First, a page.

A warning's gone out to dog walkers in East Devon after a pet was apparently attacked by a beaver.Read the full story ›
The baby beavers are part of a trial to see if the animal should be reintroduced into the wild in Britain.Read the full story ›
Footage of a mother beaver and her three kits on the River Otter has been filmed this Summer. Sylvia Meller captured the moment.Read the full story ›
England’s only breeding wild population of beavers has grown following the release of two more animals at a secret location in East Devon.Read the full story ›
Beavers are very much alive and well in Devon, a wildlife charity has said.
Concerns were raised last month about a lack of sightings of beavers but now new evidence has been uncovered to show they may have simply relocated.
Devon Wildlife Trust says it is currently monitoring four 'active areas' along the River Otter, where it has seen fresh evidence of the beavers' presence.
We knew the beavers had not ‘disappeared’ but it’s good to be able to report recent evidence showing that they are still active on the river. Beavers are mobile animals and it’s quite common for them to shift their lodges and feeding grounds. There’s lots of room for beavers on this river so it’s unsurprising that they have relocated from the places that we saw them last spring and summer.
- March 2015: Beavers back in the River Otter
A family of beavers has been returned to the wild after being given a clean bill of health by Natural England.
Devon Wildlife Trust returned the beavers to the River Otter last night. They are thought to be the only breeding family in the UK.
The Trust will study the beavers over the next five years to assess the impact they have on the local environment.
This has been a really difficult few months, a huge amount of work.
We've been focusing a lot of time and effort to make sure these beavers come back to the river safely.
Beavers will be released back into the River Otter after tests showed they're disease free. The animals were captured to check they weren't infected by a dangerous parasitic disease.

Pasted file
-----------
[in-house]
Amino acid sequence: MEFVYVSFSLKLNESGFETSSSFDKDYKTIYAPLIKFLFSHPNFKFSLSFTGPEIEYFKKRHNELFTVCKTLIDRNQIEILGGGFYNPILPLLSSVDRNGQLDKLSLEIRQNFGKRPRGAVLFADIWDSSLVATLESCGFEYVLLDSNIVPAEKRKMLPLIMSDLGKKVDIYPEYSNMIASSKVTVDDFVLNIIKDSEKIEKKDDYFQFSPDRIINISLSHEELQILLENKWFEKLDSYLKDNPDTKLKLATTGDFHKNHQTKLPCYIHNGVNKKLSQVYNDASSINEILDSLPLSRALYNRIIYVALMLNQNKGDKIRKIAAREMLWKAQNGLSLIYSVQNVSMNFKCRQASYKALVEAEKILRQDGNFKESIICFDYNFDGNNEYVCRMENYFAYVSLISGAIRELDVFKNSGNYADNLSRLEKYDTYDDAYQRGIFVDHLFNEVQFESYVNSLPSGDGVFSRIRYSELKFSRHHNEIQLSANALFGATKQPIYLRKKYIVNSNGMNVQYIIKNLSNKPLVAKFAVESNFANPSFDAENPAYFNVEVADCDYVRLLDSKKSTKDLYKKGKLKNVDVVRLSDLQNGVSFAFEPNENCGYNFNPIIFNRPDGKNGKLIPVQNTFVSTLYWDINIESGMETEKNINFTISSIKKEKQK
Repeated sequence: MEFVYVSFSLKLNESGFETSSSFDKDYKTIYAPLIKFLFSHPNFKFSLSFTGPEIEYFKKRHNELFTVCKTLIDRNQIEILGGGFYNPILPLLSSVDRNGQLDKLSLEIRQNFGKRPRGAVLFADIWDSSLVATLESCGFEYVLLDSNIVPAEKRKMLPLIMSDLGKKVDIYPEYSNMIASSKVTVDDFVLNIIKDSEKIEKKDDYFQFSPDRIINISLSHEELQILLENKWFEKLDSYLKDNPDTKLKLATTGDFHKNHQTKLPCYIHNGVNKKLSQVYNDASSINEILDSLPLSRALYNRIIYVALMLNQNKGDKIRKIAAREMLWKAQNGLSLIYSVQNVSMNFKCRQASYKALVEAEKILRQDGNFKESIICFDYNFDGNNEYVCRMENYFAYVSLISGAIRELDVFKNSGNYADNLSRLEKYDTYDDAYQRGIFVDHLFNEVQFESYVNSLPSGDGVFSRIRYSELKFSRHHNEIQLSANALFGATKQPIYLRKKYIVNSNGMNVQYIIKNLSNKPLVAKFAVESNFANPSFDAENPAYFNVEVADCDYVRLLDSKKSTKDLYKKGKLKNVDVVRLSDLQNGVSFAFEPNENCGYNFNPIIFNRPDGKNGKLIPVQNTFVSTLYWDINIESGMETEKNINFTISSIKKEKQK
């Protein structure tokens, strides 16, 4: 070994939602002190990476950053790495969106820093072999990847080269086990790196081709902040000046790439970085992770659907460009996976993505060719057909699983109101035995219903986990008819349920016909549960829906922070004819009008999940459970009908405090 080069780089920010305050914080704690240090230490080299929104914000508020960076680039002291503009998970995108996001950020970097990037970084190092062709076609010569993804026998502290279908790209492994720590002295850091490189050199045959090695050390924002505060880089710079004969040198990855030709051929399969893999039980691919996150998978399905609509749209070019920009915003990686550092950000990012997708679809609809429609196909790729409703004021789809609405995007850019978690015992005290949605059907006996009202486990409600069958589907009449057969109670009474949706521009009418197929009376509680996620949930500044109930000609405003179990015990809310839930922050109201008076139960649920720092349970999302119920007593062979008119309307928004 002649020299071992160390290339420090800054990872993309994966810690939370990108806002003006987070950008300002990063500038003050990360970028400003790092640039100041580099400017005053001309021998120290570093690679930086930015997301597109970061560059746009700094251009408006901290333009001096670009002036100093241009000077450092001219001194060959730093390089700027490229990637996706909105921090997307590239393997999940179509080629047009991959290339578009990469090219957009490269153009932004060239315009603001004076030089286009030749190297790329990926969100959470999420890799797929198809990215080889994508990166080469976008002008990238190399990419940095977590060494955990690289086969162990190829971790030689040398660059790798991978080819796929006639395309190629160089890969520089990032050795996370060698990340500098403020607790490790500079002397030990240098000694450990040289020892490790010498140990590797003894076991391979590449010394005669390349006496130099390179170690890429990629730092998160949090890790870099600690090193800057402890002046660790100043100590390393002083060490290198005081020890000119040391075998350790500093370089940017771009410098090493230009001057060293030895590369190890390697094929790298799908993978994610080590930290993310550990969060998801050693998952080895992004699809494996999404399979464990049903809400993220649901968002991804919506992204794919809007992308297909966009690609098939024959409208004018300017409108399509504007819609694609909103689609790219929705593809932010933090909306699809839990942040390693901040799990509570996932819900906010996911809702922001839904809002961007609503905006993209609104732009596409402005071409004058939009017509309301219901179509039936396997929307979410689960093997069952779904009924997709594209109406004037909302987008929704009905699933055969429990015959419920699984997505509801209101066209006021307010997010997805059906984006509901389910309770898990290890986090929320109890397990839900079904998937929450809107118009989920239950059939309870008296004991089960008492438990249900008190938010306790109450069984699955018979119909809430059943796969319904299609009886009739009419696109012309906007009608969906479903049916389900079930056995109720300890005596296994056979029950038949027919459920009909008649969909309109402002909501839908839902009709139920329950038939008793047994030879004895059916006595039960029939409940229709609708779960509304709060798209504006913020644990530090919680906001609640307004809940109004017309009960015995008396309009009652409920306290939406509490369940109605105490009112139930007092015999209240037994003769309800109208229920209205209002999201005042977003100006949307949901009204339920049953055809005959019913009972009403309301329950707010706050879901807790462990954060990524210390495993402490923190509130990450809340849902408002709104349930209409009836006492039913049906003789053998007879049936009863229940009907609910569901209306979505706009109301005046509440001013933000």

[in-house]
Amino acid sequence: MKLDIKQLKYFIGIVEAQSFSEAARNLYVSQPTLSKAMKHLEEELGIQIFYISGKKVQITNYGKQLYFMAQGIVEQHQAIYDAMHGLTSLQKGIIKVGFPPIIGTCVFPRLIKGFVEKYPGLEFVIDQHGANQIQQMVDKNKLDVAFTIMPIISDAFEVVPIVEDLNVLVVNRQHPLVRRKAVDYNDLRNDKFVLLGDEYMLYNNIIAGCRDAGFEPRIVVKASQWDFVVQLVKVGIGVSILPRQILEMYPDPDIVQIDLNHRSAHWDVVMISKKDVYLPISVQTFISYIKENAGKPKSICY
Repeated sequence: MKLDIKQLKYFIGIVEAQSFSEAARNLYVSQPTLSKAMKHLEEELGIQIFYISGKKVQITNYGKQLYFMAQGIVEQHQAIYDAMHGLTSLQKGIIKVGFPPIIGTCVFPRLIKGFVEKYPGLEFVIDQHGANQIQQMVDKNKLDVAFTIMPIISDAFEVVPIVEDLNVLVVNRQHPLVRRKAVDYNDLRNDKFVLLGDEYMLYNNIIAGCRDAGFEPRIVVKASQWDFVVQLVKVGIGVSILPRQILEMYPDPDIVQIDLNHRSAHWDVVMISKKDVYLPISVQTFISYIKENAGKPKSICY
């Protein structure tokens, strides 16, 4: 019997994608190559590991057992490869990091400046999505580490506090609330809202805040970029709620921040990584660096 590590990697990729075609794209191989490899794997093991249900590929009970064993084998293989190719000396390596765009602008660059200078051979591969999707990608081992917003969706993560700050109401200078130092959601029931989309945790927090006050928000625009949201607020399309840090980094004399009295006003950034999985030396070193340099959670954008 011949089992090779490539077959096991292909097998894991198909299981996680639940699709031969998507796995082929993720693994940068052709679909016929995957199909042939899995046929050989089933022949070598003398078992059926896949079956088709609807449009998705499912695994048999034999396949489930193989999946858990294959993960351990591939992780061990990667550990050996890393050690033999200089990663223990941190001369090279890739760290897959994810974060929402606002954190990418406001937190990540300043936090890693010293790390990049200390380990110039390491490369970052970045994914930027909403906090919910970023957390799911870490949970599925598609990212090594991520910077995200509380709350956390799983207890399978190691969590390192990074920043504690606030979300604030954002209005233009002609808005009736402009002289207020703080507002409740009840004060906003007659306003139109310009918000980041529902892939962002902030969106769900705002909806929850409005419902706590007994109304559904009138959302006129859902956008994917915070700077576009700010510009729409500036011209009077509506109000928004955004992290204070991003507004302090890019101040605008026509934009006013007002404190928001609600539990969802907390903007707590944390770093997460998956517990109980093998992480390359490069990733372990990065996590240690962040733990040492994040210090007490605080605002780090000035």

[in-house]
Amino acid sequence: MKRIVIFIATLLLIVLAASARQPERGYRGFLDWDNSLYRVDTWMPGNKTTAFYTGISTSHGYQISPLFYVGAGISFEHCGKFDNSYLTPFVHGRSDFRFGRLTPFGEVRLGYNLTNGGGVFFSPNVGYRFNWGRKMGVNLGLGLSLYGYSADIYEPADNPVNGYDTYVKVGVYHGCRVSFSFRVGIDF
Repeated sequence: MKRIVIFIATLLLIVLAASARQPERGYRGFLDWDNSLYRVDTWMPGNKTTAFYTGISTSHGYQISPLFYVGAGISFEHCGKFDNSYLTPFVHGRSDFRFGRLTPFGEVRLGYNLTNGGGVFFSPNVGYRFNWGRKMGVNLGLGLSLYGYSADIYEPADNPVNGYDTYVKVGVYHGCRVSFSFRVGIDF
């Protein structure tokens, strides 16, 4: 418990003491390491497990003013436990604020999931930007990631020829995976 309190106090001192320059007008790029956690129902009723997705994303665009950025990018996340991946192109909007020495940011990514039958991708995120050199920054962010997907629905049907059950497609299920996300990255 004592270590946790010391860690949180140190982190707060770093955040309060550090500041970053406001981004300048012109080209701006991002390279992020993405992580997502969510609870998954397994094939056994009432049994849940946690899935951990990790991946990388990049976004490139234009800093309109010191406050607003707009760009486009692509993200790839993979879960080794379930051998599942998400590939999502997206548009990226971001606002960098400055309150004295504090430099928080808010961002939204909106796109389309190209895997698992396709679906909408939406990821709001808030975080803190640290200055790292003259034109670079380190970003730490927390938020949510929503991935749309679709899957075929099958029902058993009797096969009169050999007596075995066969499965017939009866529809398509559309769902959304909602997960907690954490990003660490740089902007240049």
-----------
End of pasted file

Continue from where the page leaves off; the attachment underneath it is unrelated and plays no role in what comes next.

Now they've been given the all clear and they'll return to their habitat in the next few weeks. Devon Wildlife Trust has been given a 5 year licence to study the beavers.
A family of beavers that made their home along the River Otter in Devon are being allowed to stay - for the next five years at least.
As many as ten of the animals have set up home along the river. They haven't lived freely in our countryside for centuries but Natural England says they can remain while conservationists study their impact on the environment.
Devon Wildlife Trust comes with eyes open to this project. We know what it means because we have studied these animals for three years. I'm sitting on a tree that has been felled by these animals so they can bring change to our landscape, but that doesn't mean destruction. That means opportunities for other kinds of wildlife.
A decision is due on the fate of wild beavers living on the River Otter in Devon.
Conservationists think at least three now live near Ottery St Mary. Devon Wildlife Trust hopes to spend five years studying the impact of the beavers on the local environment. It has launched an appeal to fund the project.
DEFRA has denied it has any plans to cull beavers in East Devon.
A family of three are living in the River Otter, and one local councillor had raised concerns a cull was being considered because of the risk of the animals carrying potentially dangerous parasites.